One has to feel for the good old Church of England. If there’s not a public relations crisis, best to create one. Sex outside of marriage, gay or straight, ‘falls short of God’s purpose for human beings’, the Church declared. A few days later, after a colossally negative reaction inside and outside of the Church, the Archbishops of Canterbury and York felt obliged to offer an ersatz apology: ‘We are very sorry and recognise the division and hurt this has caused.’ And it’s not just the CofE that’s in such a mess over LGBTQ2 acceptance and equal marriage. The Roman Catholic and evangelical churches are even more conservative and less tolerant of dissent. But with great respect and in all seriousness — why?
The subject is hardly mentioned in the Bible, and when it is referred to, the context is complicated. The so-called ‘gotcha’ verses from the Old Testament, the Hebrew Scriptures, are invariably quoted, but with very little understanding of what they mean. The Genesis story of Sodom and Gomorrah is a particular favourite, with Sodom being destroyed allegedly because of its insatiably homosexual population. Yet the story is not really about sodomy at all, and it can hardly stand as a sexual morality tale when Lot, one of its heroes, offers the mob his two virgin daughters in place of his male guest.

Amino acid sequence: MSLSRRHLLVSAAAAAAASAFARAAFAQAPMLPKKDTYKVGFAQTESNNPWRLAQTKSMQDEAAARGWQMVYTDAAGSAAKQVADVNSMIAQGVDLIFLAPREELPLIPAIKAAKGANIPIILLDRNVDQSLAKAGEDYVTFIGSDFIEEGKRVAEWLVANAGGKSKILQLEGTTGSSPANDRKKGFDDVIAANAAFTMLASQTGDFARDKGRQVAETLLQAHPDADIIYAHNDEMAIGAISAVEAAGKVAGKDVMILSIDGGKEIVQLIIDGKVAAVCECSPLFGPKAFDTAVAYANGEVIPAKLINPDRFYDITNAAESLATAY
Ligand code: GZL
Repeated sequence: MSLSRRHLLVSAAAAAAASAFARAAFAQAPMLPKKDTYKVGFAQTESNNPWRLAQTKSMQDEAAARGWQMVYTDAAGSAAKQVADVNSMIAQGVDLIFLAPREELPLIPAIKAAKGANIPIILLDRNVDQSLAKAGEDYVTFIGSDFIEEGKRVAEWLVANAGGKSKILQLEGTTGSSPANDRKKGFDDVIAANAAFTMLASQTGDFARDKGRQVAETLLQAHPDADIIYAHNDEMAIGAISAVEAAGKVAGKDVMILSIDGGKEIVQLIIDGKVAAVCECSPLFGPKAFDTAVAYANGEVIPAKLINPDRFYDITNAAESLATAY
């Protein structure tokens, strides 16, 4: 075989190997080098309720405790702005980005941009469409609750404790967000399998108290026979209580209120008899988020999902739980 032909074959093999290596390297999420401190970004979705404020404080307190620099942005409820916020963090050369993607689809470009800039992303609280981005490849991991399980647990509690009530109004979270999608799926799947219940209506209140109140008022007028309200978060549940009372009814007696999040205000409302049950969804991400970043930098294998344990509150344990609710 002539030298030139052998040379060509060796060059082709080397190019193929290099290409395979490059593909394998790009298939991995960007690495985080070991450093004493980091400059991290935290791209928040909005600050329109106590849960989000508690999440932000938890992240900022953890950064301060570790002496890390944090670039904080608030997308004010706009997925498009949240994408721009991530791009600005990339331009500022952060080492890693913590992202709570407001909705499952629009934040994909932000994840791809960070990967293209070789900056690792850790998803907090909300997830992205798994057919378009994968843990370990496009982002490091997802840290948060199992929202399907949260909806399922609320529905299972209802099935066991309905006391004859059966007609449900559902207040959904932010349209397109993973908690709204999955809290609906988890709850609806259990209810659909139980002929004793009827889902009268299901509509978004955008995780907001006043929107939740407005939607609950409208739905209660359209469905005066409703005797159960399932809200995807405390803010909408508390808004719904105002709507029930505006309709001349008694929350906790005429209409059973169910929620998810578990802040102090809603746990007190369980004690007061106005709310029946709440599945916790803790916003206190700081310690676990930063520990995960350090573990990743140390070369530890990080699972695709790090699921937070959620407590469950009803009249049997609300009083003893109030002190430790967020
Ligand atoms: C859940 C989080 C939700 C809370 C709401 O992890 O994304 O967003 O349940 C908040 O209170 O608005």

Scripture itself explains it all rather well. Ezekiel says: ‘This was the guilt of your sister Sodom: she and her daughters had pride, excess of food, and prosperous ease, but did not aid the poor and needy. They were haughty, and did abominable things before me; therefore I removed them when I saw it.’ It was not until the 11th century that the Papacy insisted that same-sex naughtiness was the problem.